In a Landmark Case Spanning Four Decades, USCIS Recognizes Same-sex Marriage from 1975 and Approves Gay Couple’s Immigrant Visa Petition That It Had Denied 41 Years Ago, After Board of Immigration Appeals Reopens the Case
In a series of recent decisions, the Board of Immigration Appeals (BIA) and the U.S. Citizenship and Immigration Services (USCIS) have recognized as valid the April 21, 1975 marriage of two gay men, Richard Adams and Anthony Sullivan, leading to the agency’s approval of a green card petition filed by Adams 41 years ago on behalf of Sullivan, an Australian citizen.
“The federal government’s recognition of their 1975 marriage is groundbreaking because it affirms that the constitutional protection of the right to marry extends to a marriage entered into by a same sex couple that took place decades ago,” said their attorney Lavi Soloway.
“This outcome is an example of the potentially far reaching ripple effects of the U.S. Supreme Court’s 2015 landmark marriage equality decision in Obergefell v Hodges,” Soloway added.
After Adams and Sullivan married in Boulder, Colorado in 1975, Adams filed immigration petition so that Sullivan could be granted a “green card” as his spouse. The petition was infamously denied by the Los Angeles District Office of the then-INS on November 24, 1975 with just one offensive sentence: “You have failed to establish that a bona fide marital relationship can exist between two faggots.”
Adams died in December 2012, but Sullivan continued their four decade long fight for recognition of their marriage and for a “green card” under provisions of the immigration law that include surviving spouses of American citizens as “immediate relatives.” In 2014, Sullivan, through his attorney, Lavi Soloway, filed a Motion to Reopen and Reconsider Adams’ denied petition citing changed laws and numerous recent court rulings on same-sex marriage.
“In 2014 we asked USCIS to take the steps necessary to reopen Adams’ 1975 petition in light of the Supreme Court ruling striking down the so-called “Defense of Marriage Act” and subsequent victories by gay couples in marriage equality cases.” The last ruling on their petition had been issued by the Board of Immigration Appeals in 1978,” explained Soloway.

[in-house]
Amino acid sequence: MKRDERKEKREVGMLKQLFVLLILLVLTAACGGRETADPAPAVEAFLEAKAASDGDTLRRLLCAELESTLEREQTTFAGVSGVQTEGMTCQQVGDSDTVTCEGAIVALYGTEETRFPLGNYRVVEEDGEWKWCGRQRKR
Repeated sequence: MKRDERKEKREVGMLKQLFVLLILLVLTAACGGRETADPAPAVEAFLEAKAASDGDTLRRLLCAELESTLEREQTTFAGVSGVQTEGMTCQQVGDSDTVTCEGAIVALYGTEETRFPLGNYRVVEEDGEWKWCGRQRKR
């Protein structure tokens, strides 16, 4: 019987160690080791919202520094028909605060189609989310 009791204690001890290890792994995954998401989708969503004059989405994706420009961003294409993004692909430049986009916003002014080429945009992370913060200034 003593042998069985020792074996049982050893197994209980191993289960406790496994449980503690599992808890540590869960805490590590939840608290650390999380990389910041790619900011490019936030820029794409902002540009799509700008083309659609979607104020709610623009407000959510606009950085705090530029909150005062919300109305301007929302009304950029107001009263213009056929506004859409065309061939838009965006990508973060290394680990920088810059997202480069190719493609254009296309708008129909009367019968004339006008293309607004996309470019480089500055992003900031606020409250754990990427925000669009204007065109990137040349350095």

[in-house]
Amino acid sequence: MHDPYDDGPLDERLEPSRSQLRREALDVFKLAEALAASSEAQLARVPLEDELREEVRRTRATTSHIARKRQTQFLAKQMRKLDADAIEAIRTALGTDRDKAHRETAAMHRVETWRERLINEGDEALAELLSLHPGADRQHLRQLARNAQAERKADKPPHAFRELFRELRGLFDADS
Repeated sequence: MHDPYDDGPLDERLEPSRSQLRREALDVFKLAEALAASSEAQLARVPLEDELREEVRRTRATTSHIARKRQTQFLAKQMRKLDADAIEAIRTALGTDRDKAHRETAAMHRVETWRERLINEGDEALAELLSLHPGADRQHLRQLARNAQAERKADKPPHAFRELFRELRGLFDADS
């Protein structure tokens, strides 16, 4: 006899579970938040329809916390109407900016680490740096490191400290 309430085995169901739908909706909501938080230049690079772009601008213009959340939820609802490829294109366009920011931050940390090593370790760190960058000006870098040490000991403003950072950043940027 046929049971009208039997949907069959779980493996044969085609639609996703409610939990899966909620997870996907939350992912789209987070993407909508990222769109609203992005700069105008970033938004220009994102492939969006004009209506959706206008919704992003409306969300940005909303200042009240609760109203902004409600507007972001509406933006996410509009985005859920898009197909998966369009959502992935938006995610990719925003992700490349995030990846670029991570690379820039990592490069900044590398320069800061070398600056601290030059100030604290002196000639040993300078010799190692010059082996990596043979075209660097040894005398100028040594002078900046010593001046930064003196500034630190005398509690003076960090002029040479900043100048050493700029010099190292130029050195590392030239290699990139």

Sullivan also wrote to President Obama, requesting that the government issue an apology, posthumously, to Richard Adams, for the degrading and outrageous language used in the denial of his green card petition in 1975. The White House referred the request to the Director of the USCIS, Léon Rodriguez, who on August 27, 2014, issued a heartfelt written apology to both Richard and Tony “for the deeply offensive and hateful language used in the November 24, 1975 decision.”
“After the Supreme Court ruling on Marriage Equality, USCIS acted on our request to apply constitutionally valid principles to the 1975 green card petition. As a result, on December 1, 2015 the Board of Immigration Appeals ordered the petition be reopened and remanded the matter to USCIS to reconsider the original denial,” said attorney Lavi Soloway.
In January 2016, USCIS approved the “green card” petition that Richard Adams, a naturalized U.S. citizen, had filed on April 28, 1975 on behalf of his Australian spouse, Anthony Sullivan. USCIS interviewed Sullivan at the Los Angeles District Office in March this year, in the same office from which the predecessor agency, the INS, had issued the denial using an anti-gay epithet four decades earlier.